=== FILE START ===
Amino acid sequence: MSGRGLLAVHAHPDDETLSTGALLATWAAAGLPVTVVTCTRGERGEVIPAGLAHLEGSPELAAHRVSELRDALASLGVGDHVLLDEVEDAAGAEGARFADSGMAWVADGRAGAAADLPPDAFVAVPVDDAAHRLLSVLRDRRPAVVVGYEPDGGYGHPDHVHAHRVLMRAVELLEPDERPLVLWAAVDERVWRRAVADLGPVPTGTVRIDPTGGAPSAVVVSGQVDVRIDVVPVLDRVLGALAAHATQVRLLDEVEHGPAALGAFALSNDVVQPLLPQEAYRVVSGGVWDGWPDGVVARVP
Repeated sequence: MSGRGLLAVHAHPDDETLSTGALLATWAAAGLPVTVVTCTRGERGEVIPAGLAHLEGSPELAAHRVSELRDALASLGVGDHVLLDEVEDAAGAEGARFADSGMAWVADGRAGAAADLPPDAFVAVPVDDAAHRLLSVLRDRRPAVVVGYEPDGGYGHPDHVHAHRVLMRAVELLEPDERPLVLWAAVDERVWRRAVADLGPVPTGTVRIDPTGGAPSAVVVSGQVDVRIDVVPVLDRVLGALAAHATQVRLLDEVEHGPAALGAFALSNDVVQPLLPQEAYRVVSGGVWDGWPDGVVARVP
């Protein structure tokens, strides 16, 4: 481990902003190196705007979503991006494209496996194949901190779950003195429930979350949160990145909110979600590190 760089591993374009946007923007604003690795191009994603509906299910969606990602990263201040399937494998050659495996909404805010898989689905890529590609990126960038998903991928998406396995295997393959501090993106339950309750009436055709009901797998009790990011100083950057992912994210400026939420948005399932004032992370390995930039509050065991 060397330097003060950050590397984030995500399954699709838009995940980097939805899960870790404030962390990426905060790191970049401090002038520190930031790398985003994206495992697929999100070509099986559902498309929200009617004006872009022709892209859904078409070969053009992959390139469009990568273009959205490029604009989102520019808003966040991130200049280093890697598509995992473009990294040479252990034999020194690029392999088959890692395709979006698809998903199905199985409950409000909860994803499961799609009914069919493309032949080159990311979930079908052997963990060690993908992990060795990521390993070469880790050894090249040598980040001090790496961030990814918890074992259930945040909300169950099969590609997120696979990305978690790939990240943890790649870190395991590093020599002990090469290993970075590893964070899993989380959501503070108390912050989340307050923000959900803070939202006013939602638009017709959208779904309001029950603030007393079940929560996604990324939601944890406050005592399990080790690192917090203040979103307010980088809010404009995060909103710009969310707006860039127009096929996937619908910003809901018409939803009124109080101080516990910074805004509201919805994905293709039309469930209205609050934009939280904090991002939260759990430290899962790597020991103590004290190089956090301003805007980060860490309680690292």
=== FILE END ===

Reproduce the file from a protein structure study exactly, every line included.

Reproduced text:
Amino acid sequence: MSGRGLLAVHAHPDDETLSTGALLATWAAAGLPVTVVTCTRGERGEVIPAGLAHLEGSPELAAHRVSELRDALASLGVGDHVLLDEVEDAAGAEGARFADSGMAWVADGRAGAAADLPPDAFVAVPVDDAAHRLLSVLRDRRPAVVVGYEPDGGYGHPDHVHAHRVLMRAVELLEPDERPLVLWAAVDERVWRRAVADLGPVPTGTVRIDPTGGAPSAVVVSGQVDVRIDVVPVLDRVLGALAAHATQVRLLDEVEHGPAALGAFALSNDVVQPLLPQEAYRVVSGGVWDGWPDGVVARVP
Repeated sequence: MSGRGLLAVHAHPDDETLSTGALLATWAAAGLPVTVVTCTRGERGEVIPAGLAHLEGSPELAAHRVSELRDALASLGVGDHVLLDEVEDAAGAEGARFADSGMAWVADGRAGAAADLPPDAFVAVPVDDAAHRLLSVLRDRRPAVVVGYEPDGGYGHPDHVHAHRVLMRAVELLEPDERPLVLWAAVDERVWRRAVADLGPVPTGTVRIDPTGGAPSAVVVSGQVDVRIDVVPVLDRVLGALAAHATQVRLLDEVEHGPAALGAFALSNDVVQPLLPQEAYRVVSGGVWDGWPDGVVARVP
């Protein structure tokens, strides 16, 4: 481990902003190196705007979503991006494209496996194949901190779950003195429930979350949160990145909110979600590190 760089591993374009946007923007604003690795191009994603509906299910969606990602990263201040399937494998050659495996909404805010898989689905890529590609990126960038998903991928998406396995295997393959501090993106339950309750009436055709009901797998009790990011100083950057992912994210400026939420948005399932004032992370390995930039509050065991 060397330097003060950050590397984030995500399954699709838009995940980097939805899960870790404030962390990426905060790191970049401090002038520190930031790398985003994206495992697929999100070509099986559902498309929200009617004006872009022709892209859904078409070969053009992959390139469009990568273009959205490029604009989102520019808003966040991130200049280093890697598509995992473009990294040479252990034999020194690029392999088959890692395709979006698809998903199905199985409950409000909860994803499961799609009914069919493309032949080159990311979930079908052997963990060690993908992990060795990521390993070469880790050894090249040598980040001090790496961030990814918890074992259930945040909300169950099969590609997120696979990305978690790939990240943890790649870190395991590093020599002990090469290993970075590893964070899993989380959501503070108390912050989340307050923000959900803070939202006013939602638009017709959208779904309001029950603030007393079940929560996604990324939601944890406050005592399990080790690192917090203040979103307010980088809010404009995060909103710009969310707006860039127009096929996937619908910003809901018409939803009124109080101080516990910074805004509201919805994905293709039309469930209205609050934009939280904090991002939260759990430290899962790597020991103590004290190089956090301003805007980060860490309680690292």